• Kristen Reed

Prayers for the Discontent

Updated: Oct 4, 2018


Every day, our hearts are yearning for something.


Sometimes, those desires are good and godly, and other times those desires are inherently sinful. For this blog, we’ll focus on the former—desires for good things that can become inordinate and unhealthy based on our spiritual postures and attitudes. One of the easiest signs that your desires are unhealthy—aka covetous—and inspiring discontentment is that you have inappropriate reactions to the blessings others receive. For example, you may become angry when someone is praised for something at work when your projects go unrecognized, wonder “why not me?” when a friend advances in a romantic relationship while you remain single, or secretly feeling delight when a friend experiences a setback in their career or ministry during a season when you feel like you’re standing still.


The good news is that even if every one of those examples applies to you, God loves you exactly as you are. He even sent His son to die for you while you were still a sinner (Romans 5:8). And it doesn’t stop there! God loves you enough to show you the way of escape out of all temptation (1 Corinthians 10:13) — including discontentment and coveting — so you can experience the joy that comes from walking with and growing closer to Him. But how do you fight those kneejerk envious reactions to other people’s joys and successes?


Prayer!


Our thoughts—as natural as they may feel—don’t always honor the Lord, and we need to renew our minds instead of conforming to the world's ways and our sinful tendencies (Romans 12:1-2). And prayer is a great way to redirect your thoughts from their natural sinful path to one focused on God’s truth. Consistent prayer helps us grow to trust God more and lean on Him instead of our tainted understanding (Proverbs 3:5-6). While there is no magic pill for fighting discontentment, I believe that these three prayers can be a springboard that shifts your mindset from one of discontentment to one of faith, trust, and gratitude.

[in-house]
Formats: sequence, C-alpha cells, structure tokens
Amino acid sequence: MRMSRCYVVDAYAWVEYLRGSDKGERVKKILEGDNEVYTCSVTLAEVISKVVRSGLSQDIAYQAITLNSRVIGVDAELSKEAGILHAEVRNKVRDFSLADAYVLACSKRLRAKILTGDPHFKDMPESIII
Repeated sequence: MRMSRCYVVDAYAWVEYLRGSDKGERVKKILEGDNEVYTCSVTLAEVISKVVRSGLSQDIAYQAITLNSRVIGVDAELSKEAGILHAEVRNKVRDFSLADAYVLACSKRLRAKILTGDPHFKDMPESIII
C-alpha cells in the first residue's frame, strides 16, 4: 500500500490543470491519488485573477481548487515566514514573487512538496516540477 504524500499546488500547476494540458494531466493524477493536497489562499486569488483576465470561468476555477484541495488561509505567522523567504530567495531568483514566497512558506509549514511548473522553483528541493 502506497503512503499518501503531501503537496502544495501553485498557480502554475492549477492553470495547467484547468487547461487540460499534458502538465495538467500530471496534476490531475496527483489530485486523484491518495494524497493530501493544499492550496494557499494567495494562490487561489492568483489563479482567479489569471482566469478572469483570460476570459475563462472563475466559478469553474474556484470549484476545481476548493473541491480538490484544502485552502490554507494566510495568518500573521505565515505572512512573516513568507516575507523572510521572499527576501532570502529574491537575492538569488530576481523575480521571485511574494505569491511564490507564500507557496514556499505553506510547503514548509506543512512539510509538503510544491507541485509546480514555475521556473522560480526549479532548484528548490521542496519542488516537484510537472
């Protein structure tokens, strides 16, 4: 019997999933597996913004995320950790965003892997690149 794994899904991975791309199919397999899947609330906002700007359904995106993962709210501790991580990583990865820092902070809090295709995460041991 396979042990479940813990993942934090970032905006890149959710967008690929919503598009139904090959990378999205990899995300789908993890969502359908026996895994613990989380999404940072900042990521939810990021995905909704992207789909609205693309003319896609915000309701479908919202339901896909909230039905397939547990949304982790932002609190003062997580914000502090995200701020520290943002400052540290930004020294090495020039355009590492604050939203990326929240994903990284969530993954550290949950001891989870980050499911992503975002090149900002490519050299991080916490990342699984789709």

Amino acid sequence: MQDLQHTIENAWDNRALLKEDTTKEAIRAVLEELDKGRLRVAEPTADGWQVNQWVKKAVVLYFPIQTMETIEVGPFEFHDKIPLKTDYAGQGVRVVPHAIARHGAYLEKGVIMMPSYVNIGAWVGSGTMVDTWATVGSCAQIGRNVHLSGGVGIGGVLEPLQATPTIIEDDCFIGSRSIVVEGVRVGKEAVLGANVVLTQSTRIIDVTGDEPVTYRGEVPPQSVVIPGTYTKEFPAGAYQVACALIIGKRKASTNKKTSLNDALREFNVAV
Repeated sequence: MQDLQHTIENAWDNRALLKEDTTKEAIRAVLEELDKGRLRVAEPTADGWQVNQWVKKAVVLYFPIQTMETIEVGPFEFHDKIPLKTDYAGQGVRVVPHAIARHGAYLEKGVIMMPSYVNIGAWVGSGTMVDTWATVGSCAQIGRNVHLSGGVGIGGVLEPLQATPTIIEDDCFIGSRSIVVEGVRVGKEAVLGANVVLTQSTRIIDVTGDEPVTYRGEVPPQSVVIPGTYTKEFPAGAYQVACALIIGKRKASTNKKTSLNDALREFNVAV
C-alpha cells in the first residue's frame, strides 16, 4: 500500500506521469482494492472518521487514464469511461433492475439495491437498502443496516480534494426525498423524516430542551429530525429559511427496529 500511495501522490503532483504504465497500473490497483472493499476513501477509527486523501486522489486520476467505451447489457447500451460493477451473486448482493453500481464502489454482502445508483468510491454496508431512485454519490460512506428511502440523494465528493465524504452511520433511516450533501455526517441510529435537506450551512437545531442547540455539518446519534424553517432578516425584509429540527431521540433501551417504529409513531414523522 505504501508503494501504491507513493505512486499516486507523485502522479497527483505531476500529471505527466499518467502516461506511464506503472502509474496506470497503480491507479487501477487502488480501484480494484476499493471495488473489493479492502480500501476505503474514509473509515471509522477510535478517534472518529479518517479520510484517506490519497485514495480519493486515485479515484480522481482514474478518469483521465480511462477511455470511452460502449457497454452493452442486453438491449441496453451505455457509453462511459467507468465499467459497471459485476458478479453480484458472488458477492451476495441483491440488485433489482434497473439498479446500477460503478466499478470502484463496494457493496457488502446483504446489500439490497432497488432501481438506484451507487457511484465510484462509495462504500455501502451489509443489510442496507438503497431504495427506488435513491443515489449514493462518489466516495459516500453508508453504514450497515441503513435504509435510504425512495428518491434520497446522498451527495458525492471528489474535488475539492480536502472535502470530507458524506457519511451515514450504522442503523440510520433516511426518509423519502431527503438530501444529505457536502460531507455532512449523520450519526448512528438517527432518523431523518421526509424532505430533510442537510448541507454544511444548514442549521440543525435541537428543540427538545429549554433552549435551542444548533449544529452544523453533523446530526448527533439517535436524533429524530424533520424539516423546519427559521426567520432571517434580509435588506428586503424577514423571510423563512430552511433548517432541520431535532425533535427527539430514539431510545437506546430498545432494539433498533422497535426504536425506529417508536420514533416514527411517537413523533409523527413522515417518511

Pray for the people you envy.

“So, whether you eat or drink, or whatever you do, do all to the glory of God.” (1 Corinthians 10:31)

As you look at the lives of others, it can be easy to wish that you had what they have or think that you deserve their circumstances more than they do. However, it’s important to remind yourself that God is completely sovereign and that He created good works for His children to walk in (Ephesians 2:10). So God may have given your friends those circumstances as opportunities for faithfulness if they’re believers or as a means to soften their hearts to the gospel if they aren’t. Instead of focusing on the perceived disparity between their abundance and your lack, ask God to help them be faithful with what He has given them. In other words, pray for them to do and use whatever you're envious of for the glory of the God.


Did a friend just get engaged? Pray for God to use their engagement season to strengthen their relationship and to protect them from the conflict and materialism that wedding planning can inspire. Did a coworker just get a promotion that you don’t think they deserve? Pray for them to better understand God’s grace as a result of the blessing they received and for them to work as if for the Lord going forward. If you’re not sure what to pray, ask them! That simple question will help you see the person as a brother or sister in Christ instead of just seeing their circumstances or viewing them as competition, which leads to greater compassion and empathy.


Jesus said that the second greatest commandment is to love your neighbor as yourself (Matthew 22:36-40). By entreating God on their behalf and asking God to help them honor Him through the provision He has given them, you’re performing an act of love instead of letting selfish thoughts swirl in your brain and take root in your heart in a way that damages your relationships and prevents you from encouraging others.


Pray for your delights/desires to align with God’s.

“Delight yourself in the Lord, and he will give you the desires of your heart.” (Psalm 37:4)